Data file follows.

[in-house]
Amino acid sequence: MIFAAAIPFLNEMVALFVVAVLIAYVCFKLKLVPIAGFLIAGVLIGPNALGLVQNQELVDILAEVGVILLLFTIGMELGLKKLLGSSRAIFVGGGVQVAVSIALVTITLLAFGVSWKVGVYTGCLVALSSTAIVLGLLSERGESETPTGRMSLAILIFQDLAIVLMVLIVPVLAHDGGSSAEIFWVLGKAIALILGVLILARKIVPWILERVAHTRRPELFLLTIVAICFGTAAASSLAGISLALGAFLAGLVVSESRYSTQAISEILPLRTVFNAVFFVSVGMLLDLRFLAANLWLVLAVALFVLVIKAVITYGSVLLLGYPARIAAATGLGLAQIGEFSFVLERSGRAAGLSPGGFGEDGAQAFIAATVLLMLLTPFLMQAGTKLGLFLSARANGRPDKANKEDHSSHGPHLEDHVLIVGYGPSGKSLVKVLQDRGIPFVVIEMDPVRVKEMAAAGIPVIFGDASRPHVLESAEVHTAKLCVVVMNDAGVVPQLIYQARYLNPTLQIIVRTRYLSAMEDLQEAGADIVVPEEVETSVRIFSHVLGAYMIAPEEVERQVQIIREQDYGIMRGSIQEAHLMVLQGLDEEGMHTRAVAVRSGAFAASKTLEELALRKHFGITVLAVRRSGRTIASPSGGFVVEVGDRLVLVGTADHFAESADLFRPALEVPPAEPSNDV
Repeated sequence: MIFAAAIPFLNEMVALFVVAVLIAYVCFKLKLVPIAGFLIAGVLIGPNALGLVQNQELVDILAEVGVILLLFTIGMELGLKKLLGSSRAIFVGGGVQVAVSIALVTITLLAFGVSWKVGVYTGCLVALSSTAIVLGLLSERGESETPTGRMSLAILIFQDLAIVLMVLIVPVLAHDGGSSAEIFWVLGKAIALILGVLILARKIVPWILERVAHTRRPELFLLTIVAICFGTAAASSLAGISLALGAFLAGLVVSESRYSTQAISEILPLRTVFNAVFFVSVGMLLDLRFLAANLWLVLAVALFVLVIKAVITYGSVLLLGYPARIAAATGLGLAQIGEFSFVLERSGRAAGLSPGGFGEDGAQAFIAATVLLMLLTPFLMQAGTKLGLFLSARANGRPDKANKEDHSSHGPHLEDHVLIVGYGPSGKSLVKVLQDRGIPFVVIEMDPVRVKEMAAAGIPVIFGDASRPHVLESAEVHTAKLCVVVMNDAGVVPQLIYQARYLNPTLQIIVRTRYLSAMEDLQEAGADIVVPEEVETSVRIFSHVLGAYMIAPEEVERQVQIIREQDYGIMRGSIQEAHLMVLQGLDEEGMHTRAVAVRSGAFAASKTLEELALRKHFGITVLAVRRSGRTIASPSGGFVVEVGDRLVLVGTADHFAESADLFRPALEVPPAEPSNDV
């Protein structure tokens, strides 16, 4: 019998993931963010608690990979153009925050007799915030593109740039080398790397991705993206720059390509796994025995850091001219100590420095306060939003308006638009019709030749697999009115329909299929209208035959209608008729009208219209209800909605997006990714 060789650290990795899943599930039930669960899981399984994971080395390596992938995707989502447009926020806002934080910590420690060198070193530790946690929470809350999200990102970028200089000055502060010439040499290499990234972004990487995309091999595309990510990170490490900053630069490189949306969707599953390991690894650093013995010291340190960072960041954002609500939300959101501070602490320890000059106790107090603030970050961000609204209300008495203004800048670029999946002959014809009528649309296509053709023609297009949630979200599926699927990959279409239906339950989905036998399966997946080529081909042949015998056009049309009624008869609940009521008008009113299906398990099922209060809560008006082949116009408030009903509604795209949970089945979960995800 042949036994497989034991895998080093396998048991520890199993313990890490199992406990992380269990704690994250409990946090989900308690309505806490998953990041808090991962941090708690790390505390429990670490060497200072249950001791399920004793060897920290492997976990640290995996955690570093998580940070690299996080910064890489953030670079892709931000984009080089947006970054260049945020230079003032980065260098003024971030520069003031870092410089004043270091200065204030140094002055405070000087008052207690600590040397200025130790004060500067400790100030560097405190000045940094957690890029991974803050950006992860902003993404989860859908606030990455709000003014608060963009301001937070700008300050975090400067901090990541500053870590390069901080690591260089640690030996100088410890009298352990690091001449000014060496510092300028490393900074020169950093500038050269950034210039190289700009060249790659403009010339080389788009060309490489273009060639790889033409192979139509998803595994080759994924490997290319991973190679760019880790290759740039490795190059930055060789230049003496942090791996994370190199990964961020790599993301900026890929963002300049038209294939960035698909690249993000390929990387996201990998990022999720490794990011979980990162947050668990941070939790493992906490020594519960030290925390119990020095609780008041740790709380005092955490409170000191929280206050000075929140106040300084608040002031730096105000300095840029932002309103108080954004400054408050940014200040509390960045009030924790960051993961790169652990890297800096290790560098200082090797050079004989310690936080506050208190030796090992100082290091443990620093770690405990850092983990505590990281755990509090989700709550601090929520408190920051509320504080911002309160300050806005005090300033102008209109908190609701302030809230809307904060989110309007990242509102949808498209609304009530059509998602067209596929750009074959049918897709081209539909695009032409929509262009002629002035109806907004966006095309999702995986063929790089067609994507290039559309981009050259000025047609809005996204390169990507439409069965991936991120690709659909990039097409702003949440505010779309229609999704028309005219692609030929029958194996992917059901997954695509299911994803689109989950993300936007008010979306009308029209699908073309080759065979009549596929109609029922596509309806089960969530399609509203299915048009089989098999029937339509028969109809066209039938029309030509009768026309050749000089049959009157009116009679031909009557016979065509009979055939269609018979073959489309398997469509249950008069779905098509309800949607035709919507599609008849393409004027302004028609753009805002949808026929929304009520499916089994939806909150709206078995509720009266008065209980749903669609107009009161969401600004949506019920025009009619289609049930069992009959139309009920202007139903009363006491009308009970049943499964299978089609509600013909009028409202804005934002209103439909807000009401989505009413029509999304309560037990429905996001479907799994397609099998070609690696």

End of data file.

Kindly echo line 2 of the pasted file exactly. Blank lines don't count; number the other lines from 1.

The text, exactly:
Amino acid sequence: MIFAAAIPFLNEMVALFVVAVLIAYVCFKLKLVPIAGFLIAGVLIGPNALGLVQNQELVDILAEVGVILLLFTIGMELGLKKLLGSSRAIFVGGGVQVAVSIALVTITLLAFGVSWKVGVYTGCLVALSSTAIVLGLLSERGESETPTGRMSLAILIFQDLAIVLMVLIVPVLAHDGGSSAEIFWVLGKAIALILGVLILARKIVPWILERVAHTRRPELFLLTIVAICFGTAAASSLAGISLALGAFLAGLVVSESRYSTQAISEILPLRTVFNAVFFVSVGMLLDLRFLAANLWLVLAVALFVLVIKAVITYGSVLLLGYPARIAAATGLGLAQIGEFSFVLERSGRAAGLSPGGFGEDGAQAFIAATVLLMLLTPFLMQAGTKLGLFLSARANGRPDKANKEDHSSHGPHLEDHVLIVGYGPSGKSLVKVLQDRGIPFVVIEMDPVRVKEMAAAGIPVIFGDASRPHVLESAEVHTAKLCVVVMNDAGVVPQLIYQARYLNPTLQIIVRTRYLSAMEDLQEAGADIVVPEEVETSVRIFSHVLGAYMIAPEEVERQVQIIREQDYGIMRGSIQEAHLMVLQGLDEEGMHTRAVAVRSGAFAASKTLEELALRKHFGITVLAVRRSGRTIASPSGGFVVEVGDRLVLVGTADHFAESADLFRPALEVPPAEPSNDV